MADISON, Ala. (WHNT) – Many athletes give so much credit to where they grew up and started their athletic journeys. That’s why so many of them give back when they are able to. On Saturday, Bob Jones and Alabama basketball player Levi Randolph returned to his hometown of Madison for a day filled with fun, teaching, and of course, basketball.

The events at Bob Jones were capped off with the Levi Randolph Summer Classic celebrity basketball game, featuring local guys like Randolph himself, Justin Pride, Trevor Lacey, John Petty and many others.

“It means a lot, especially to be able to do it in my hometown at my high school, a place where it all started for me. Just to be able to have everybody here and help them grow, try to teach them something that they can take with them throughout their lives is big for me. I just want to be somebody that they can learn from. The biggest thing I’ve been telling them is energy and effort. If you can have energy and effort, you can go a long ways. And with that, also have fun,” Randolph said.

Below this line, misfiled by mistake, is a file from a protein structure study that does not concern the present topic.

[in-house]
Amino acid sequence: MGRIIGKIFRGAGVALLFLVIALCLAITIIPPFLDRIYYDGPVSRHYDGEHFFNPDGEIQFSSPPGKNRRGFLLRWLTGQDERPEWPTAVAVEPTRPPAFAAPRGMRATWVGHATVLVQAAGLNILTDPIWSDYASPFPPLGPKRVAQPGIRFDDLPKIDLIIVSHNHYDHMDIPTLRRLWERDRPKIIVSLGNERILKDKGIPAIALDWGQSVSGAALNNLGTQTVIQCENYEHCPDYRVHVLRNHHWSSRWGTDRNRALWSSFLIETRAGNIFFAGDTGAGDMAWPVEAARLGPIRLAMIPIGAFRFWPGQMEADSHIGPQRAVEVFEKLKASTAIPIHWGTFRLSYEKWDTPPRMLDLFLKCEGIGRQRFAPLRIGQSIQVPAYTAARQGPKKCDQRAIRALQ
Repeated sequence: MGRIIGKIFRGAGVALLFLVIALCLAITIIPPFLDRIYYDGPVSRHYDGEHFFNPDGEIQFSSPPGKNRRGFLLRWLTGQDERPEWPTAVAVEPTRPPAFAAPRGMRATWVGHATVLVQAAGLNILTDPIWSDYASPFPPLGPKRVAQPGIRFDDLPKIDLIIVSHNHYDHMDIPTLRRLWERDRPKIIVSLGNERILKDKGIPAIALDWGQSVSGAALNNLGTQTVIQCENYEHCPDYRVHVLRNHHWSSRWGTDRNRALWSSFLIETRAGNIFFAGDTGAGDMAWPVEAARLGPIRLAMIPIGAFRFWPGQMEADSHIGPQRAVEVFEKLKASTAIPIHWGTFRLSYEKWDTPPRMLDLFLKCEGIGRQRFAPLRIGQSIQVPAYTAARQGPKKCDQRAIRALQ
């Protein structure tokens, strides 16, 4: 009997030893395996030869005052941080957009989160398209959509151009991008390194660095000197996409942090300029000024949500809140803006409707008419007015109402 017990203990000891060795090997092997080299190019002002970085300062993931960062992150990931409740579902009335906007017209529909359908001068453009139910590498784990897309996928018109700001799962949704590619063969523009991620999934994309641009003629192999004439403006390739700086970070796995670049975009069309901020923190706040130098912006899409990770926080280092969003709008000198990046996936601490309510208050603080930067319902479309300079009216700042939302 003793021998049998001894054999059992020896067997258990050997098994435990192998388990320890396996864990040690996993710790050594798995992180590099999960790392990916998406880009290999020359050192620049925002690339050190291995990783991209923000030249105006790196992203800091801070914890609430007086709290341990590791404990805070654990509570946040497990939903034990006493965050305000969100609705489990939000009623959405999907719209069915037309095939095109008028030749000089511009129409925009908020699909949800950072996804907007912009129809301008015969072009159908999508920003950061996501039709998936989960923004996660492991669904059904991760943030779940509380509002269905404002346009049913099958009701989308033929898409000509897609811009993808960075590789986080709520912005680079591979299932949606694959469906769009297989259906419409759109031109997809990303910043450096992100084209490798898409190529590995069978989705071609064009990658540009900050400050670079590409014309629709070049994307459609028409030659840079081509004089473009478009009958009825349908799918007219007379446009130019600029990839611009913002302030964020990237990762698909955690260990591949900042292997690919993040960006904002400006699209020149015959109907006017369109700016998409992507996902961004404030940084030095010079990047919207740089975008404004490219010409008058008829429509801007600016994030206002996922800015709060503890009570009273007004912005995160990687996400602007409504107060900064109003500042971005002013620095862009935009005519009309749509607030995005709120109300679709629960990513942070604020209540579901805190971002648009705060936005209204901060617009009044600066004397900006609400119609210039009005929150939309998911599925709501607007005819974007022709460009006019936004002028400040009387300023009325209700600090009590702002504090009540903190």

But earlier in the day, all of the kids got to have fun as Randolph hosted his youth skills camp. Players ages 8 through 17 got to practice different drills and learn from the pros.

After the camp, they got to hit the field for some more games and outdoor activities.

Having a full day of events was important to Randolph as he says he wanted to make the most of his time while giving back to the community that still supports him to this day.

“This is where I grew up, everything started for me here. My whole goal was to be able to go and learn as much as possible so I could bring it back and help teach them. It’s only one day but just to be able to give us much as we could back from different angles. Basketball, have some excitement and then they can see a lot of guys who are teaching them and see what they can do so I think it will be fun for them and, hopefully, they learn a lot,” Randolph added.

Randolph first held the camp in 2019, but couldn’t hold it for the past two years due to COVID-19. He says he plans to continue to hold it every year.